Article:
ICES Journal of Marine Science
The importance of estuarine seagrass beds as nurseries for juvenile fish has become a universal paradigm, especially for estuaries that are as important as the Chesapeake Bay. Yet, scientific tests of this hypothesis were equivocal depending on species, location, and metrics. Moreover, seagrasses themselves are under threat and one-third of seagrasses have disappeared worldwide with 65 of their losses occurring in estuaries. Although there have been extensive studies of seagrasses in the Chesapeake Bay, surprisingly few studies have quantified the relationship between seagrass as nurseries for finfish in the Bay. Of the few studies that have directly evaluated the use of seagrass nurseries, most have concentrated on single species or were of short duration. Few landscape-level or long-term studies have examined this relationship in the Bay or explored the potential effect of climate change. This review paper summarizes the seagrass habitat value as nurseries and presents recent juvenile fish studies that address the dearth of research at the long term and landscape level with an emphasis on the Chesapeake Bay. An important conclusion upon the review of these studies is that predicting the effects of climate change on fishery production remains uncertain.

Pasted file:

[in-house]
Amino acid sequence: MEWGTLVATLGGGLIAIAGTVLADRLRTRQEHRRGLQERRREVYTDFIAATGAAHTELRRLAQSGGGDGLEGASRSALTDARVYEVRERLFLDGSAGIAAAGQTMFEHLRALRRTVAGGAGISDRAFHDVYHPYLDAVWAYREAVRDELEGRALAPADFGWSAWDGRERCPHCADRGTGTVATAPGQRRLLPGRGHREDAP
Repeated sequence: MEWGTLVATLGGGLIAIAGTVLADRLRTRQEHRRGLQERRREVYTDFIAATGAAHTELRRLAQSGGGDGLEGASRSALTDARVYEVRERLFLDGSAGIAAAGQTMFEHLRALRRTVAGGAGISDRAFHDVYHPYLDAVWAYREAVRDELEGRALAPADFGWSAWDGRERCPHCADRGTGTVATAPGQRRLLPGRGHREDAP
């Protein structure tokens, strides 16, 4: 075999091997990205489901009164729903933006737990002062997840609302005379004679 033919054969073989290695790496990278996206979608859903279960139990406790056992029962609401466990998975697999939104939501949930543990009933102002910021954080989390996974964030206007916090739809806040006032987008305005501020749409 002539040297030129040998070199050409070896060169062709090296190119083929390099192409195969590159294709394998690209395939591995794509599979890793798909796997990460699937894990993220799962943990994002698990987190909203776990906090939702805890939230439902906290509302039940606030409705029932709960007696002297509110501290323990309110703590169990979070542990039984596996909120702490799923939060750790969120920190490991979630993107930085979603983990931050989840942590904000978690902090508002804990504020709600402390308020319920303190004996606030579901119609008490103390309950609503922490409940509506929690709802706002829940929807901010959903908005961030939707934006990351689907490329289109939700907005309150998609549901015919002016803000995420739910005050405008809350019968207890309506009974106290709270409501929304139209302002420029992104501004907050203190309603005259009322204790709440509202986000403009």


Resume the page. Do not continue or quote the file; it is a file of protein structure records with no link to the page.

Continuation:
Original Publication Citation
Jones, C. M. (2014). Can we predict the future: Juvenile finfish and their seagrass nurseries in the Chesapeake Bay. ICES Journal of Marine Science, 71(3), 681-688. doi:10.1093/icesjms/fst142
Jones, Cynthia M., "Can We Predict the Future: Juvenile Finfish and Their Seagrass Nurseries in the Chesapeake Bay" (2014). OEAS Faculty Publications. 288.